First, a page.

10 Luscious

"The result for us is sheer bliss."


Cristina Montes Mateo, harp. Cid Records, 2017.

It is no surprise when a tenor and conductor of the stature of a Placido Domingo says he has met thousands of musicians. What might surprise, though, is that he would remember individuals. It would take a virtuoso without peer technically, a musician who has a unique way of expressing herself, a personality that stands above the rest in quality of tone and style. So, when he says he can “highlight only one of them in the harp world,” we really ought to take notice. And even if this might be as effortless for him to say as it is to sign yet another autograph, this time, he is spot on in noting one of the finest harpists in the business, Cristina Montes Mateo.

It’s a combination of her luscious, full, and vibrant sound with her no-nonsense directness that grabs your attention from the first note of Mateo’s latest disc. There’s a passion and a commitment, and a feeling that she embodies the music fully. In fact, she makes the statement on the disc itself that “The real voyage of discovery,” she writes in the CDs jacket, “consists not in seeking new landscapes, but in having new eyes.” Though, I would argue, her repertoire choices are also a discovery in that they are not as often programmed or done together—they create an exciting voyage, indeed.

The opener is a joyous little prelude by Prokofiev. Originally for piano, the arrangement gives the impression he had harp in mind all along. Mateo articulates with precision and clarity, the complexity only adding a fizz to the simple tune and with just the right amount of forward propulsion. More complex musically is a work by the practically unknown composer Pierre Sancan, a musician much like Messiaen, experimenting with the definition of what it means to be a modernist composer. The set of variations on an original tune is intricate, dramatic and requires the harpist to revel in the space between phrases, changing character on a dime. Mateo has the depth and breadth give clarity to this quirky piece on the first listen.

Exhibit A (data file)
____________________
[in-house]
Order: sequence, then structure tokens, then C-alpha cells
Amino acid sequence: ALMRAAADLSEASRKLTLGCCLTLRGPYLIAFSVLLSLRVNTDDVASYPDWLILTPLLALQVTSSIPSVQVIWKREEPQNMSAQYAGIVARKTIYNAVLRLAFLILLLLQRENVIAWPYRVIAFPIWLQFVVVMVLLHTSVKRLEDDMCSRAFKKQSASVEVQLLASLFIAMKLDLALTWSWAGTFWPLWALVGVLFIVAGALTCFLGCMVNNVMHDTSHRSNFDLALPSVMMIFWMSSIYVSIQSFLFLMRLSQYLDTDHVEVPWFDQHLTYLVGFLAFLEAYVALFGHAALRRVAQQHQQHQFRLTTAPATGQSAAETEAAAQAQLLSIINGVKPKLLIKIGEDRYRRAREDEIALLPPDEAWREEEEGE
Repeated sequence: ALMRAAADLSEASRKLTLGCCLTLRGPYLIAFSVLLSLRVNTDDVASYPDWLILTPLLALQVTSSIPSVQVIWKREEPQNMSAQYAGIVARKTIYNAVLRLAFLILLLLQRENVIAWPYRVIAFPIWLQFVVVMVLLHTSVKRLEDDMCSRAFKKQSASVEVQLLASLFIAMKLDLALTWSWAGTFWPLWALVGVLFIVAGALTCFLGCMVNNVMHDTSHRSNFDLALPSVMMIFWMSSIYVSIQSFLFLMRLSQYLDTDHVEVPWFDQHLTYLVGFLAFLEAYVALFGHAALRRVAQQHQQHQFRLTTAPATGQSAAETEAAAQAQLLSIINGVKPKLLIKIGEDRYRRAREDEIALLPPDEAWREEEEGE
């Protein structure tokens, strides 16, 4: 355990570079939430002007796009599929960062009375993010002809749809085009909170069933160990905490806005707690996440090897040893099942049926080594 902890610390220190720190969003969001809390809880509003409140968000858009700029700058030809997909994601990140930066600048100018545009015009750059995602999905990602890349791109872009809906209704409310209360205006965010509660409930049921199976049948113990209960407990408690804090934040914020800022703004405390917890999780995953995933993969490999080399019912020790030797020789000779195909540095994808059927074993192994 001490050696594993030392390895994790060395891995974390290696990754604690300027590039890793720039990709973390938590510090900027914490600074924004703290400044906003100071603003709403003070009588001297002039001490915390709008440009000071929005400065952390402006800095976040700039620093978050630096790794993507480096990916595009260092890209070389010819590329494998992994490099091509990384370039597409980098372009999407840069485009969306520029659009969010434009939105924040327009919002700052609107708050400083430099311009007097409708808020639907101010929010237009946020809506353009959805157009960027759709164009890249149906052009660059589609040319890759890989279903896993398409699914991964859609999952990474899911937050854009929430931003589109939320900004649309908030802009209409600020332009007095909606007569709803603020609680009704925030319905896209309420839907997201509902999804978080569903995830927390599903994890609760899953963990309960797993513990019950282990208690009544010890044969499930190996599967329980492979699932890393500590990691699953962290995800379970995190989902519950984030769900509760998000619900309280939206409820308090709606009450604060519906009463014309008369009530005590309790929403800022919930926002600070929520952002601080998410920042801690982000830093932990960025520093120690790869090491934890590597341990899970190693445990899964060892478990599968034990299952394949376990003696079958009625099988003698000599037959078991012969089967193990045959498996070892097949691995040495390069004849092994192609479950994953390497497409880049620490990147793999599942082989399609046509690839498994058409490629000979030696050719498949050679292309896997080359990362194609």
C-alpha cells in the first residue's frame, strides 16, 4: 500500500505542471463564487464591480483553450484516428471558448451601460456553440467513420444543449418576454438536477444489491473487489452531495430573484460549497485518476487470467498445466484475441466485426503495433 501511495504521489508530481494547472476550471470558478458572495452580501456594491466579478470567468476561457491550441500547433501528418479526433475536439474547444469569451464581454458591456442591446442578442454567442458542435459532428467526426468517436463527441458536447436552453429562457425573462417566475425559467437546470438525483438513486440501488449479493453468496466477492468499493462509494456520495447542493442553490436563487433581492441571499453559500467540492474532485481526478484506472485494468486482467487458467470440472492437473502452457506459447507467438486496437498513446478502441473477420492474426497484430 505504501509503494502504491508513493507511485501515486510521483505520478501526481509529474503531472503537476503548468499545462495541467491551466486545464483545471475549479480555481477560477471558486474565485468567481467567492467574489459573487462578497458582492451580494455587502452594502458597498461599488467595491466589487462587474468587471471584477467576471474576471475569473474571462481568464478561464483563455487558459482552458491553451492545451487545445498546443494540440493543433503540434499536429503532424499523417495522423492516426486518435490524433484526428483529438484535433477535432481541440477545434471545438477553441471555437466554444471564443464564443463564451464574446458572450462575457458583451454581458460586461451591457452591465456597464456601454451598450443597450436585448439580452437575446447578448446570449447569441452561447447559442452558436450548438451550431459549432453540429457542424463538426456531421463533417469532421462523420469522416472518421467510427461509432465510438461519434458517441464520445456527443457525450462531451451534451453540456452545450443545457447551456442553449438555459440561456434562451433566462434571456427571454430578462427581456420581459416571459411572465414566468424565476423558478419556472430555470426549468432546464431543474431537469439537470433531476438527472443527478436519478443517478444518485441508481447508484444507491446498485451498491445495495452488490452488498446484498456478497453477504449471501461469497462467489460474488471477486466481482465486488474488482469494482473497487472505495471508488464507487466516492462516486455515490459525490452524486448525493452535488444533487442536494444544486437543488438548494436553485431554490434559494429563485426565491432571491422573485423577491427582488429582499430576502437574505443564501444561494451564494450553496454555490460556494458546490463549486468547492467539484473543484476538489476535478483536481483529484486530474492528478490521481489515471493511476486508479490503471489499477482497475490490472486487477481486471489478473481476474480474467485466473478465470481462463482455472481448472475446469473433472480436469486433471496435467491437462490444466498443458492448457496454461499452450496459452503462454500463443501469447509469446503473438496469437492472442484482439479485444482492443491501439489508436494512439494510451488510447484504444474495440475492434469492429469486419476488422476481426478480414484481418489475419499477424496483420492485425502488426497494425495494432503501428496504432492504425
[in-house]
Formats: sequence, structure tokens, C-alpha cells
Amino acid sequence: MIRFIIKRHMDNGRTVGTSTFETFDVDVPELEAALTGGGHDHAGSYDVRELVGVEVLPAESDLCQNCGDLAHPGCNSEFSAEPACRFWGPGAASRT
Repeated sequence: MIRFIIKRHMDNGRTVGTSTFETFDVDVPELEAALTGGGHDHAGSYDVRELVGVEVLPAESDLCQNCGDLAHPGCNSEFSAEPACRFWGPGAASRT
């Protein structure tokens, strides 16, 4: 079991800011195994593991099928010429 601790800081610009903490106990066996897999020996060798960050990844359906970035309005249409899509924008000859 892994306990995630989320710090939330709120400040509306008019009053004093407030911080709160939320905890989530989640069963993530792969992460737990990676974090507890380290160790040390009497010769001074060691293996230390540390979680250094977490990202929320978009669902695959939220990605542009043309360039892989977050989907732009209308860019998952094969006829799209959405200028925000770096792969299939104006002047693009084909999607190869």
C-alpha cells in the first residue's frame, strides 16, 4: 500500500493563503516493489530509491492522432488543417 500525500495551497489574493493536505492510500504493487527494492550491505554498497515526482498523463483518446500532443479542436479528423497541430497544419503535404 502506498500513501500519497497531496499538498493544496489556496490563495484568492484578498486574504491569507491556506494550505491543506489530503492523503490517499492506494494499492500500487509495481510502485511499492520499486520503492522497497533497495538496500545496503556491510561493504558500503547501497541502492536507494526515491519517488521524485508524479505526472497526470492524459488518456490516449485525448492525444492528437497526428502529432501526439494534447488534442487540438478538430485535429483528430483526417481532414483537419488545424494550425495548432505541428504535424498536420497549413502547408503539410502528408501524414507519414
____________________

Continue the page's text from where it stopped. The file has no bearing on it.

There’s a story about an 8-year-old Henriette Renié wanting to play a full-sized “big girl” harp so badly even though her feet couldn’t reach the pedals. She played it alright, but when an accidental showed up, she would hop off the bench, change the pedal, and then move on. In fin-de-siecle Paris, she made ends meet teaching young ladies to play the harp, even though she was likely the best in town. There’s a combination of these two personalities in her Legende, the gracious young woman in long white gloves letting the men do the hard work, and the young rascal of a girl showing everyone she could do things no one thought possible. It is exactly this mix that Mateo captures, the humor and impishness alongside just a hint of pomposity. Her timing is spot on as she follows it with Wilhelm Posse’s Variations on “The Carnival of Venice.” Like a good comedian, this piece can only work if the artist plays like Mateo with near-perfect precision, allowing the corniness to take over the room like a bubble machine.

Most effective—and affecting—is her performance of Chaconne from Bach’s second violin partita. Having found out his wife had died while he was away, Bach put everything he felt into this piece, every raw emotion cries out and yet always, in the end, finds its natural resolution. The piece has been arranged for possibly every instrument, and the result for musicians is hopefully one of spiritual transformation rather than simply sheer terror in the number of notes in front of them. The result for us is sheer bliss.


About Author

For the past 10 years, Alison Young has turned her highly trained ear towards the latest and greatest releases as Harp Column's records reviewer. A professional flutist and radio host, she enjoys discovering new music as well as familiar music played in new ways and sharing with readers her points of view in colorful and exacting descriptions. You can email her at

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